UW undergrads show their research shouldn't be overlooked
During the University of Washington's Undergraduate Symposium Friday, nearly a thousand UW undergraduate students shared the kind of cutting-edge research and novel thinking they've done during their college years.
Seattle Times higher education reporter
Pranoti Hiremath is helping design an expandable, prosthetic titanium rib. Christopher Mount experimented with polymers that can enhance the delivery of dyes to help detect tumors. Abdelraziq Adam is drafting a constitution for Darfur.
About 900 University of Washington undergraduate students came together Friday for the school's Undergraduate Symposium, sharing the kind of cutting-edge research and novel thinking they've done during their college years.
"It's mind-boggling; it's exciting; it's impressive," said Ed Taylor, vice provost and dean of undergraduate academic affairs. "We attract strong students to the university in part because that's what we do — we're about discovering."
By the school's count, the symposium has become one of the largest of its kind in the country.
Mary Gates Hall was abuzz all afternoon as students greeted their professors, family and friends, then launched into descriptions of their work: for example, how sleep disruption impacts hippocampal memory performance, or how certain genetic errors can lurk behind some cases of schizophrenia.
The research work also encompassed the arts, such as how women break dancers differ in dance style from men, and international politics, such as that writing of a new constitution for Darfur.
Research is a staple of graduate school, but professors say undergraduates, who are usually in their late teens or early 20s, bring a different perspective to the work.
"They bring a lot of energy to the lab," said Kevin King, assistant professor of child clinical psychology in the Department as Psychology.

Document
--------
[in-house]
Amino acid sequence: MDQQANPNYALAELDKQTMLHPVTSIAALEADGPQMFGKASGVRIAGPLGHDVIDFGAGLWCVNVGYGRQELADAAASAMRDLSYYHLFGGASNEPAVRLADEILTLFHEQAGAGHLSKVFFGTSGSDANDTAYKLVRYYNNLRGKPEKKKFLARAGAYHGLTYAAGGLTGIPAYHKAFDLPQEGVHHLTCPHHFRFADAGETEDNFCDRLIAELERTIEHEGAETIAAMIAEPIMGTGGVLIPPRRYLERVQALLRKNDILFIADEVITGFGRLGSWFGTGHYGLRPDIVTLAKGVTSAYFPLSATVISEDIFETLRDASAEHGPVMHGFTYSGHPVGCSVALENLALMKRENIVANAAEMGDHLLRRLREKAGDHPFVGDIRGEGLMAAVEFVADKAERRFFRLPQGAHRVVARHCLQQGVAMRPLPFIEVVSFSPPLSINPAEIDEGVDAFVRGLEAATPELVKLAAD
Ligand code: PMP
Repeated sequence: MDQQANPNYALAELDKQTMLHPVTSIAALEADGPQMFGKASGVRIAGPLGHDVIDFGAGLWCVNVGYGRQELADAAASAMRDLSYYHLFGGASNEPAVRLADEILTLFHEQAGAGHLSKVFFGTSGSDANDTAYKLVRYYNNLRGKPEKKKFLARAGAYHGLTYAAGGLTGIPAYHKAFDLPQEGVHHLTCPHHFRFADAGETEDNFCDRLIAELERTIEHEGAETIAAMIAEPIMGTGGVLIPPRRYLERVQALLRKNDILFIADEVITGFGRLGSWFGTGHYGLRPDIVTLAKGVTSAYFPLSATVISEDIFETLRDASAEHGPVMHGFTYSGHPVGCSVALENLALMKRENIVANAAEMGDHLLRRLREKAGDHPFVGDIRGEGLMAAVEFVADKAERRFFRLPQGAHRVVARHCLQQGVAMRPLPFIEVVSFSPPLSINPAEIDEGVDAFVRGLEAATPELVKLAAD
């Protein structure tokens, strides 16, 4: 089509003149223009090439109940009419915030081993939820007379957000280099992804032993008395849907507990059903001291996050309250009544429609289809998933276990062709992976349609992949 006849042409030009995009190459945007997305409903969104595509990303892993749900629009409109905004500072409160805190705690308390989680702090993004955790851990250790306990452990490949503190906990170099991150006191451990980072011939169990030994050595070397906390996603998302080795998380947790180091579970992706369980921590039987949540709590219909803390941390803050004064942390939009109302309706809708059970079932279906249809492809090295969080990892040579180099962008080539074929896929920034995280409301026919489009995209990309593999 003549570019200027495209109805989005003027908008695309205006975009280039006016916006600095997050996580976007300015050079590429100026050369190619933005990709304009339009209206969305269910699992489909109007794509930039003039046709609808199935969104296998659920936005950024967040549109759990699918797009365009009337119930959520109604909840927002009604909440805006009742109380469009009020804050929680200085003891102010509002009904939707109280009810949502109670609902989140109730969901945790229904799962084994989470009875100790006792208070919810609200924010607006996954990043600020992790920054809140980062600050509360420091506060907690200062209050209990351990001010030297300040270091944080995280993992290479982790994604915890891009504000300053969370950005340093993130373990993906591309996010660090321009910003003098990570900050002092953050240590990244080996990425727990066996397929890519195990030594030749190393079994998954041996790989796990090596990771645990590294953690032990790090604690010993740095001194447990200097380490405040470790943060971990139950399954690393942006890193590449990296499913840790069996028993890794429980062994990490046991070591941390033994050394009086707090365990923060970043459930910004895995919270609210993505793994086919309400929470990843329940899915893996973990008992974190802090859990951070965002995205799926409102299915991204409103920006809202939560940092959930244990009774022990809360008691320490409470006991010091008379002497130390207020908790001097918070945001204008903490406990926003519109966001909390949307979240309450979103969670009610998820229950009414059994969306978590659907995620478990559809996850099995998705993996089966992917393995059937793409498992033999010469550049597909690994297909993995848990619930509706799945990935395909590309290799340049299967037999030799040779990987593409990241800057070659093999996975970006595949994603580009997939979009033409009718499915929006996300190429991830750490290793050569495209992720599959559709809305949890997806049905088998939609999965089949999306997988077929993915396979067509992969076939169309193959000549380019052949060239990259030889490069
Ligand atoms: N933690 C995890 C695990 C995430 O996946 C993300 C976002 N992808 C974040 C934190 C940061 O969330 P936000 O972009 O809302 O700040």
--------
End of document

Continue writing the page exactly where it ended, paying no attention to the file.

King said undergraduates approach research in ways that are both naive and refreshing, asking basic questions and helping researchers break entrenched patterns of thinking. They also can serve as a sounding board as researchers strive to explain their work in very accessible, nontechnical ways.
Students often find that participating in research "really enriches their whole undergraduate experience," said Janice DeCosmo, associate dean of undergraduate academic affairs. Bringing it all together during the symposium helps inspire other students and "break down the mystique of research," she said.
Some undergraduate projects have the potential to truly change lives.
Hiremath worked with doctors at Seattle Children's Research Institute to begin designing a new device that could help end frequent rounds of surgery for children born with deformations of the thorax.
In her research at the UW, she has worked with orthopedic surgeons, used three-dimensional printers, and met with patients. "I get to meet the kids, which is really great," said the 21-year-old bioengineering major, who will be at Harvard Medical School this fall.
Junior Molly Gasperini researched the genomes of people with schizophrenia. It's work that could give scientists insights into the causes of the mental illness, and perhaps one day lead to medications that work better, with fewer side effects, she said.
Gasperini, 20, hopes to eventually get her doctorate in mental-health genetics. She said the research taught her basic lab skills, and helped her decide whether this is what she wants to do with her life. The answer is yes: "My goal is to help out in any way," she said.
Doing research early in their undergraduate years can help students aiming for grad school, as well as those who plan to go right into careers after they graduate, DeCosmo said. The school has seen the number of undergraduates doing research increase from 3,936 in the 2008-09 school year to more than 6,000 last year, although the jump may be partly attributed to more complete counting of the number of students involved.
Not only do undergrads make important contributions to research, they sometimes get the glory of presenting it to the world. King has had several of his students' work published in peer-reviewed scientific journals.
"What we love about the symposium is that students get to be the teachers," DeCosmo said. "It's really wonderful to see that."
Katherine Long: 206-464-2219 or firstname.lastname@example.org